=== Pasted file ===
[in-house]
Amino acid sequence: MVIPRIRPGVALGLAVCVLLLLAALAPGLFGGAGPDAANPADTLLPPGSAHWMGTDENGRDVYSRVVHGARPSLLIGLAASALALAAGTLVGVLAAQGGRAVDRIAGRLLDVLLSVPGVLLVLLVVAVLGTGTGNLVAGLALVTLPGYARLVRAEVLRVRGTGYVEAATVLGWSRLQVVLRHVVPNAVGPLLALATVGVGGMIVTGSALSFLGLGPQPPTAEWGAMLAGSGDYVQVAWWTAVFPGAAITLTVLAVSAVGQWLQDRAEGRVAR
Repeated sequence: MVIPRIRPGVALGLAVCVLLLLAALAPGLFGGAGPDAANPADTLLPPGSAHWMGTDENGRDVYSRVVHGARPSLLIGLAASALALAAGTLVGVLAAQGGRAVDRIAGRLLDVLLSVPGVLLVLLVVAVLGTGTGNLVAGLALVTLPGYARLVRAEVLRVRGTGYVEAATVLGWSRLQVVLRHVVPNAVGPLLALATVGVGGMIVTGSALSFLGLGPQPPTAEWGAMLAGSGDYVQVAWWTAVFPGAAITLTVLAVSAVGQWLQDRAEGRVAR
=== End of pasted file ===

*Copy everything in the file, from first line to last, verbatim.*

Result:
[in-house]
Amino acid sequence: MVIPRIRPGVALGLAVCVLLLLAALAPGLFGGAGPDAANPADTLLPPGSAHWMGTDENGRDVYSRVVHGARPSLLIGLAASALALAAGTLVGVLAAQGGRAVDRIAGRLLDVLLSVPGVLLVLLVVAVLGTGTGNLVAGLALVTLPGYARLVRAEVLRVRGTGYVEAATVLGWSRLQVVLRHVVPNAVGPLLALATVGVGGMIVTGSALSFLGLGPQPPTAEWGAMLAGSGDYVQVAWWTAVFPGAAITLTVLAVSAVGQWLQDRAEGRVAR
Repeated sequence: MVIPRIRPGVALGLAVCVLLLLAALAPGLFGGAGPDAANPADTLLPPGSAHWMGTDENGRDVYSRVVHGARPSLLIGLAASALALAAGTLVGVLAAQGGRAVDRIAGRLLDVLLSVPGVLLVLLVVAVLGTGTGNLVAGLALVTLPGYARLVRAEVLRVRGTGYVEAATVLGWSRLQVVLRHVVPNAVGPLLALATVGVGGMIVTGSALSFLGLGPQPPTAEWGAMLAGSGDYVQVAWWTAVFPGAAITLTVLAVSAVGQWLQDRAEGRVAR